UPDATE: In unrelated news, I see that Plain Layne has disappeared. Again. This time, apparently, she's flustered about a Google search on her name, Layne. Permit me a little incredulity here, but if she didn't know about the results of such a search before this, she's not nearly as smart as her writing would indicate. Criminey, she appeared in MacLeans, for crying out loud. Or, maybe it was that comment left by Joshua just before her site went down? Hmmmmm. Don't mind me; just my ultra-suspicious mind at work here.

Posted by Ryan at 09:36 AM | Comments (0)

November 10, 2003

Signs That Bother Me

As a Generation X'er, one of my roles--as per the requirements set forth by professionals whose sole purpose in life is to label generations and ascribe personality traits to them--is that of cynical person unimpressed and unswayed by commercials and marketing ploys.

Or, as one Web page put it so eloquently, I'm "media savvy."

Well, as a media savvy Generation X'er, I believe I'm in a strong position to critique some of the more prevalent and pointless marketing attempts I see practically on a daily basis.

For example, I get irritated whenever a restaurant advertises "Fine Food." As opposed to what? Does the restaurant down the street feature "Dry Heave Inducing Garbage?" By what authority can a restaurant claim that its food is "Fine." And, really, don't you think they should have come up with a better adjective than "fine."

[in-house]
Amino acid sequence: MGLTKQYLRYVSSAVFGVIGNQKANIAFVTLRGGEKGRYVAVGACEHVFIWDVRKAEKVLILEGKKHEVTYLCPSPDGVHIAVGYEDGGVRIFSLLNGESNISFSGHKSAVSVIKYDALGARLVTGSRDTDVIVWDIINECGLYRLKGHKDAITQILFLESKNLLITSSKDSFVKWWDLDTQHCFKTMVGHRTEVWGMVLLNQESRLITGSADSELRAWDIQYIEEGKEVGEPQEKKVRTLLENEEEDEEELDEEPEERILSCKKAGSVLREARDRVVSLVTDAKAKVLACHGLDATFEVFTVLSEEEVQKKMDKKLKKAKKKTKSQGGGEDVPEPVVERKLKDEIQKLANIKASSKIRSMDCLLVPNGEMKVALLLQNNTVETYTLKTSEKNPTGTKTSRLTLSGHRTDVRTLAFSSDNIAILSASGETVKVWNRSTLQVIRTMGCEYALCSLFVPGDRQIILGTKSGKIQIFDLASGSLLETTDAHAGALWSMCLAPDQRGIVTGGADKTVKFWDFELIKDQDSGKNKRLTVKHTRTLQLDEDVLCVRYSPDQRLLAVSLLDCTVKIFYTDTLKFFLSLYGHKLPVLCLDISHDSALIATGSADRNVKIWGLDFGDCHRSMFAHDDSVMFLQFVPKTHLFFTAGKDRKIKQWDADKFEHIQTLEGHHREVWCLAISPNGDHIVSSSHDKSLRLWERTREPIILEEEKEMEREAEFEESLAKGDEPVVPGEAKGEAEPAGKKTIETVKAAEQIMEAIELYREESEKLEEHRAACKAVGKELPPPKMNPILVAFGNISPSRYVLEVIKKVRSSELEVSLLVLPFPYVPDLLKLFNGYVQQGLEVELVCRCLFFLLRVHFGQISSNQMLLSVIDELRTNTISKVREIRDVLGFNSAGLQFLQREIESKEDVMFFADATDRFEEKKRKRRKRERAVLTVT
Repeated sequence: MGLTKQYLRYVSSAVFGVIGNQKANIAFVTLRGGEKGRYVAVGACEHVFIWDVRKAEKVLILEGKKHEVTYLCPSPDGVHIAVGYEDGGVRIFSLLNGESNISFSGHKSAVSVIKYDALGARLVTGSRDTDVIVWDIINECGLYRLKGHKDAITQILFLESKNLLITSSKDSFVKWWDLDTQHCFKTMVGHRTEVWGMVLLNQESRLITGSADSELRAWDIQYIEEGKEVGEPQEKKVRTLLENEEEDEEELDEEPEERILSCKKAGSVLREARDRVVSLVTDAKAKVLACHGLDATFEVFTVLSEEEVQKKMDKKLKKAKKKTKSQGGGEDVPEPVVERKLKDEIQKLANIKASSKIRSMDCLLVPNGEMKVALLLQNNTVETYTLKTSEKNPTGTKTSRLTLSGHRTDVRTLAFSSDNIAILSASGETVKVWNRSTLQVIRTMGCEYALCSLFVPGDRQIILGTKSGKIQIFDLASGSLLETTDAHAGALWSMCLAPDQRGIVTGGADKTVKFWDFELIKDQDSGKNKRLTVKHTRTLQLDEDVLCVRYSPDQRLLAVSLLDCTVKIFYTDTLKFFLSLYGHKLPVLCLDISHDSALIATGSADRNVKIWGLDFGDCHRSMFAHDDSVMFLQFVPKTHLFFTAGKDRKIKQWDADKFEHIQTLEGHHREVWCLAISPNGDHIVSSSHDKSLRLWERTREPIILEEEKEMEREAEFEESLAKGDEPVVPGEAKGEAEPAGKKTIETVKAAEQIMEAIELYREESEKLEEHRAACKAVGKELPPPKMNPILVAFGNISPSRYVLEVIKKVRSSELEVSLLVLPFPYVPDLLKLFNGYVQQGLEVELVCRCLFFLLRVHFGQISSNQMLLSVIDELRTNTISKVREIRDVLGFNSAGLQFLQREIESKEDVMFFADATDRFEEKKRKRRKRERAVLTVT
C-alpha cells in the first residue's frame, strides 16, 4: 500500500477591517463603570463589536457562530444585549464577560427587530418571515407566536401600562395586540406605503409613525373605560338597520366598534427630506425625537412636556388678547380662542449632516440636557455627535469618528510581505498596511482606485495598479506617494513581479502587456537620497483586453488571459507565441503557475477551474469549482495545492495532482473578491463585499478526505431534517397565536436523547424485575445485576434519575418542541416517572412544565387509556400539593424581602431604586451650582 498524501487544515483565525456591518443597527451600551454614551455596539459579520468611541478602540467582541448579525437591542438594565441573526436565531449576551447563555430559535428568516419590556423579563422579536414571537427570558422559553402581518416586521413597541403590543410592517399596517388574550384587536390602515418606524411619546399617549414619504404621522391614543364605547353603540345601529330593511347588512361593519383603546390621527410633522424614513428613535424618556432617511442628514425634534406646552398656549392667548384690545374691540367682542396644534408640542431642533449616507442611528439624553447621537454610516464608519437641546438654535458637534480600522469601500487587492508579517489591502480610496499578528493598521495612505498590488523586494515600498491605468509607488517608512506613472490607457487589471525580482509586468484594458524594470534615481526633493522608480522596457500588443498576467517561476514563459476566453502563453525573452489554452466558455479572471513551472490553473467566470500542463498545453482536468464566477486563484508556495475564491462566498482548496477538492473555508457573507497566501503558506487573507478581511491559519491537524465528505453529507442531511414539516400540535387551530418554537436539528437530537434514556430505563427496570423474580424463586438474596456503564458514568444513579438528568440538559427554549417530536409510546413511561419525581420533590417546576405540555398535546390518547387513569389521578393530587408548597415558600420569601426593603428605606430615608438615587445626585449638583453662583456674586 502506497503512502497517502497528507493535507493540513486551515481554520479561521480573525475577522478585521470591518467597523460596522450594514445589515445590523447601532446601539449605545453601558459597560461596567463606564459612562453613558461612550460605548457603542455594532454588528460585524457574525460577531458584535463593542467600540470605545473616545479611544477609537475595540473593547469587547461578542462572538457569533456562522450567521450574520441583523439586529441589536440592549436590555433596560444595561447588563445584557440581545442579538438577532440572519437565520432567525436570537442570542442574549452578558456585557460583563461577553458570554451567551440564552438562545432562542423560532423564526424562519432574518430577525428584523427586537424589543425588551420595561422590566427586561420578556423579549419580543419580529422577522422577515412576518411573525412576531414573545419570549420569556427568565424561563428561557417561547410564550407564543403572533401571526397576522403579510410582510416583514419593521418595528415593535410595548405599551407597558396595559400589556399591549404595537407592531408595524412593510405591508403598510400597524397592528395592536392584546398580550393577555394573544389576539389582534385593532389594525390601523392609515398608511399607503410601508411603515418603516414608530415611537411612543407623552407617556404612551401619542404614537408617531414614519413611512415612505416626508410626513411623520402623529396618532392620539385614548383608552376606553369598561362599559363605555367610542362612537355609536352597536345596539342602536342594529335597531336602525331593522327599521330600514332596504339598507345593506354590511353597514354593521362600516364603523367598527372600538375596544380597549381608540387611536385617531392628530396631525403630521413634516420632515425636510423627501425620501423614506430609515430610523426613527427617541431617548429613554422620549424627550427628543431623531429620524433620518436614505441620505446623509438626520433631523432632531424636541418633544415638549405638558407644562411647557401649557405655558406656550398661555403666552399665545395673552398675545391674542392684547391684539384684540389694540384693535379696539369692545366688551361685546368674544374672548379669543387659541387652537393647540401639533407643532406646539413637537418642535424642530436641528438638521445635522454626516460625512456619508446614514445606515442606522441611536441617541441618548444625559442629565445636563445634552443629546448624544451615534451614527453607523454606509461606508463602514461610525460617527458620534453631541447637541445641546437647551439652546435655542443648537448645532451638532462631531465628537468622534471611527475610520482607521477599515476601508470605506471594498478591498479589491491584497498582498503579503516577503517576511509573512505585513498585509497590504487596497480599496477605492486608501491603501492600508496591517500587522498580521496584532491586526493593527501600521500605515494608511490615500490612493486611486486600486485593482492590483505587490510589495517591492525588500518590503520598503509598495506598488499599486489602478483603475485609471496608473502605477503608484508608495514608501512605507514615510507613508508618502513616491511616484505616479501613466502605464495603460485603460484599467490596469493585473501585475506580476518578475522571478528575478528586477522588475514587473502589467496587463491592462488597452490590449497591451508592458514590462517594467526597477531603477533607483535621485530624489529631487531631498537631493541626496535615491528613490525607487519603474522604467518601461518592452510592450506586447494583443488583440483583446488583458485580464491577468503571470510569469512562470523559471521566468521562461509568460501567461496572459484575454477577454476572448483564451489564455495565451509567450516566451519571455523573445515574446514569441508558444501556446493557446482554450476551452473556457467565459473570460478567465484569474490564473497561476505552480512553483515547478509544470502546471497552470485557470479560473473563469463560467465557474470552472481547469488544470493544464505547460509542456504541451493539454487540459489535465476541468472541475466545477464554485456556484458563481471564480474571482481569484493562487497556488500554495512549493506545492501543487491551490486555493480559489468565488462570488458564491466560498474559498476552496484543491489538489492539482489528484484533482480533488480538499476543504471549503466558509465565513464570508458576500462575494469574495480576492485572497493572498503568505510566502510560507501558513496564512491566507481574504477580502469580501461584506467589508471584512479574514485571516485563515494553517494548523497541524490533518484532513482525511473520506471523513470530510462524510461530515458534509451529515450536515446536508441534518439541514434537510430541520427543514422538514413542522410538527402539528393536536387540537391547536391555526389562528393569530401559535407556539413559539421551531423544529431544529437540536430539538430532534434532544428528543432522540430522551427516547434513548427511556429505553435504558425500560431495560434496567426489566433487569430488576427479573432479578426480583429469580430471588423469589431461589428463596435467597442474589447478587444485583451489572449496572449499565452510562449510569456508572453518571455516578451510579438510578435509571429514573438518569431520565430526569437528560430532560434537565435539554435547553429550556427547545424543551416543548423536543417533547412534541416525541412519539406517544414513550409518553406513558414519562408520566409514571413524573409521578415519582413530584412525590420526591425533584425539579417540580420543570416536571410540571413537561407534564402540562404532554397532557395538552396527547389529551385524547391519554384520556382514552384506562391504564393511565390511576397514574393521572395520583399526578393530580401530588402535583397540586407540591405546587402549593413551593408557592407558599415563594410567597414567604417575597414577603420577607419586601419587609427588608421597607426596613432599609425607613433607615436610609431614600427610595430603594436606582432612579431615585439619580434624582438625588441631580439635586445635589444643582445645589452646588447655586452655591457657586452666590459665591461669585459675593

After all, whenever my girlfriend asks how she looks, and I say "fine," I think it's safe to say that she's almost insulted. If "fine" isn't good enough for sizing up my girlfriend's ensemble, then I'm just not that impressed when a restaurant touts "Fine Food."

And while I'm on the topic of restaurants, what the hell does it mean when an ethnic restaurant positions its food as "Authentic Chinese" or "Authentic Mexican" or "Authentic Kenyan?" I'm curious what kind of professional inspector is assigned to verify whether a type of food is "authentic." I'm imagining some guy with a monocle and a watch fob, impeccably dressed, with an outrageously exaggerated British accent.

FOOD AUTHENTICITY INSPECTOR: Oh, I say, this Hunan Beef is top of the line Chinese fare. Authentic to a T. Grade A, chaps! Grade A! Here's your certificate of authenticity. Take it with my blessings and post it proud and high. Truly, your Chinese food is a paradigm of excellence. All hail China One!

The other day, I was at a gas station. In addition to purchasing gas, I had to make my bladder gladder. On the way to the john, I noticed a sign overhead that proclaimed "Clean Bathrooms." Oh, well, that's good to know, I guess. I mean, that's better than seeing a sign warning "Shit-Smeared Walls" or "E-Coli Incubation Area."

Still, is it really necessary to tell patrons that your bathrooms are clean? Isn't that generally understood? It makes me wonder if the gas station had problems in the past with filthy commodes, so to reassure people they now advertise clean bathrooms. Whatever the case, it seems like an unnecessary bit of advertising to me.

Posted by Ryan at 10:36 AM | Comments (0)

November 07, 2003

Masturbation Strikes the Nation

Last night, as I sat with my girlfriend at Ol' Mexico playing NTN trivia, the following question came up: